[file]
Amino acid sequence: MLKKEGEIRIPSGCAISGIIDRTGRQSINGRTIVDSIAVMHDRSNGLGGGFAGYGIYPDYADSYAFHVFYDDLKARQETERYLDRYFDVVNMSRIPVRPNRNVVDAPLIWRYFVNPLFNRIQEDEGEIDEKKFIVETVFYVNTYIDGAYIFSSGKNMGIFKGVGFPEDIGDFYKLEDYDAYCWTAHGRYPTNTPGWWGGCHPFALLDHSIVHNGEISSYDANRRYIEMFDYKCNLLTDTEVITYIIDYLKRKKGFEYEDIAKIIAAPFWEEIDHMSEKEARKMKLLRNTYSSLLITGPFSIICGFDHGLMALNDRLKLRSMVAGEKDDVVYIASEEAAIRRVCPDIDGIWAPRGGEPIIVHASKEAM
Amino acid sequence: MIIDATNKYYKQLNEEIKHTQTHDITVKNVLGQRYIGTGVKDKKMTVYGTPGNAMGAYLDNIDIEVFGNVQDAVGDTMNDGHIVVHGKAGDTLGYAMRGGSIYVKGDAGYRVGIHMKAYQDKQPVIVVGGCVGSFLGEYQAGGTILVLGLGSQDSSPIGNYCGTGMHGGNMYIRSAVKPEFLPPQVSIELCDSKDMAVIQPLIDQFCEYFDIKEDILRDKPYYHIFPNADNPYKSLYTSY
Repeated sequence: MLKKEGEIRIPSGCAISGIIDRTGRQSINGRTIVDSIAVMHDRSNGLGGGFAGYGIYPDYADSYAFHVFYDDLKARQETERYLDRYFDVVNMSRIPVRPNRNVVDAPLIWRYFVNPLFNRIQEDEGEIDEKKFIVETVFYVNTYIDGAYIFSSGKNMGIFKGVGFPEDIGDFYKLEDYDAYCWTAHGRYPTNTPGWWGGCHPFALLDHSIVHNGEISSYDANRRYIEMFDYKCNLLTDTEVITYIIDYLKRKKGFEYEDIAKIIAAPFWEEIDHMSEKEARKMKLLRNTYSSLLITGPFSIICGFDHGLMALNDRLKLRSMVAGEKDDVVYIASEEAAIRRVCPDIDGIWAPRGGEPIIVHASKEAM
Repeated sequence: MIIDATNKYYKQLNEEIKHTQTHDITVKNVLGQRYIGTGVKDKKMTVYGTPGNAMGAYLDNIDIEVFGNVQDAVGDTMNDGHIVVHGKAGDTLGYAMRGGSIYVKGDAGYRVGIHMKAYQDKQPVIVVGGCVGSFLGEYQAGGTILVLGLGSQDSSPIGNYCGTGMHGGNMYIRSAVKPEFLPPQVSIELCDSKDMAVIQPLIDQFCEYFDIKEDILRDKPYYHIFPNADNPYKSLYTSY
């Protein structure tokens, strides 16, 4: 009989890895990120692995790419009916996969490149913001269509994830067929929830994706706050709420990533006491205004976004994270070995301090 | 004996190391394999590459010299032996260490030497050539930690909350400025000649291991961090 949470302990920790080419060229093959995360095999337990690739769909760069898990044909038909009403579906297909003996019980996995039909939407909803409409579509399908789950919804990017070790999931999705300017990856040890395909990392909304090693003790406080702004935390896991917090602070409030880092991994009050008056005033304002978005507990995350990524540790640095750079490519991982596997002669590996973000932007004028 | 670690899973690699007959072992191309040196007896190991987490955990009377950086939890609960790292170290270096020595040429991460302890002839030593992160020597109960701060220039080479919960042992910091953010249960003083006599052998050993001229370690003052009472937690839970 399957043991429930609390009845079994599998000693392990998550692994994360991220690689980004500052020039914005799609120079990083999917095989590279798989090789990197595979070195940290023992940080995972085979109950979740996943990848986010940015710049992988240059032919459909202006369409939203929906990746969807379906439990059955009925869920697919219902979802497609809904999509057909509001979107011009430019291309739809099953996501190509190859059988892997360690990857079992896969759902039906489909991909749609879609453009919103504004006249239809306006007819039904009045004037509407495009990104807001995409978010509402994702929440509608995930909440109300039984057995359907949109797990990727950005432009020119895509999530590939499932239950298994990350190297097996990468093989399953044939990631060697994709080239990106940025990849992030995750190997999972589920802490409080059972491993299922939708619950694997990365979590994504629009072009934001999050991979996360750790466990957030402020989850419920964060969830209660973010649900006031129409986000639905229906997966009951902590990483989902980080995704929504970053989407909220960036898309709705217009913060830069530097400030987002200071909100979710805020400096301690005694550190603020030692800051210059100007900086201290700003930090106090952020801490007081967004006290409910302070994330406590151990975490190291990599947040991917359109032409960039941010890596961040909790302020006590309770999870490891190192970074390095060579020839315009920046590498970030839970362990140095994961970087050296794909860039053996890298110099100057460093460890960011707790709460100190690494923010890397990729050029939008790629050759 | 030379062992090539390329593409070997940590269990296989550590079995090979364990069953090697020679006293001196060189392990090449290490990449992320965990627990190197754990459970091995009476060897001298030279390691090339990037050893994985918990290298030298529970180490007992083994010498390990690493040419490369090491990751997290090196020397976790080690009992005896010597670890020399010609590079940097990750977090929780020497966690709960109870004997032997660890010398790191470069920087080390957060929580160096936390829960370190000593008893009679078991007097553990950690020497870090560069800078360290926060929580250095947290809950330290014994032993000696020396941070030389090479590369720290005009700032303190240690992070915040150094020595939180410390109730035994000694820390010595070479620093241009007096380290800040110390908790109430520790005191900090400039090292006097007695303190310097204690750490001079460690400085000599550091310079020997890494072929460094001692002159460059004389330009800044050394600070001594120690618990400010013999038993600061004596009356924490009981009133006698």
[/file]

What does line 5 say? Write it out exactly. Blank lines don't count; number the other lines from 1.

């Protein structure tokens, strides 16, 4: 009989890895990120692995790419009916996969490149913001269509994830067929929830994706706050709420990533006491205004976004994270070995301090 | 004996190391394999590459010299032996260490030497050539930690909350400025000649291991961090 949470302990920790080419060229093959995360095999337990690739769909760069898990044909038909009403579906297909003996019980996995039909939407909803409409579509399908789950919804990017070790999931999705300017990856040890395909990392909304090693003790406080702004935390896991917090602070409030880092991994009050008056005033304002978005507990995350990524540790640095750079490519991982596997002669590996973000932007004028 | 670690899973690699007959072992191309040196007896190991987490955990009377950086939890609960790292170290270096020595040429991460302890002839030593992160020597109960701060220039080479919960042992910091953010249960003083006599052998050993001229370690003052009472937690839970 399957043991429930609390009845079994599998000693392990998550692994994360991220690689980004500052020039914005799609120079990083999917095989590279798989090789990197595979070195940290023992940080995972085979109950979740996943990848986010940015710049992988240059032919459909202006369409939203929906990746969807379906439990059955009925869920697919219902979802497609809904999509057909509001979107011009430019291309739809099953996501190509190859059988892997360690990857079992896969759902039906489909991909749609879609453009919103504004006249239809306006007819039904009045004037509407495009990104807001995409978010509402994702929440509608995930909440109300039984057995359907949109797990990727950005432009020119895509999530590939499932239950298994990350190297097996990468093989399953044939990631060697994709080239990106940025990849992030995750190997999972589920802490409080059972491993299922939708619950694997990365979590994504629009072009934001999050991979996360750790466990957030402020989850419920964060969830209660973010649900006031129409986000639905229906997966009951902590990483989902980080995704929504970053989407909220960036898309709705217009913060830069530097400030987002200071909100979710805020400096301690005694550190603020030692800051210059100007900086201290700003930090106090952020801490007081967004006290409910302070994330406590151990975490190291990599947040991917359109032409960039941010890596961040909790302020006590309770999870490891190192970074390095060579020839315009920046590498970030839970362990140095994961970087050296794909860039053996890298110099100057460093460890960011707790709460100190690494923010890397990729050029939008790629050759 | 030379062992090539390329593409070997940590269990296989550590079995090979364990069953090697020679006293001196060189392990090449290490990449992320965990627990190197754990459970091995009476060897001298030279390691090339990037050893994985918990290298030298529970180490007992083994010498390990690493040419490369090491990751997290090196020397976790080690009992005896010597670890020399010609590079940097990750977090929780020497966690709960109870004997032997660890010398790191470069920087080390957060929580160096936390829960370190000593008893009679078991007097553990950690020497870090560069800078360290926060929580250095947290809950330290014994032993000696020396941070030389090479590369720290005009700032303190240690992070915040150094020595939180410390109730035994000694820390010595070479620093241009007096380290800040110390908790109430520790005191900090400039090292006097007695303190310097204690750490001079460690400085000599550091310079020997890494072929460094001692002159460059004389330009800044050394600070001594120690618990400010013999038993600061004596009356924490009981009133006698």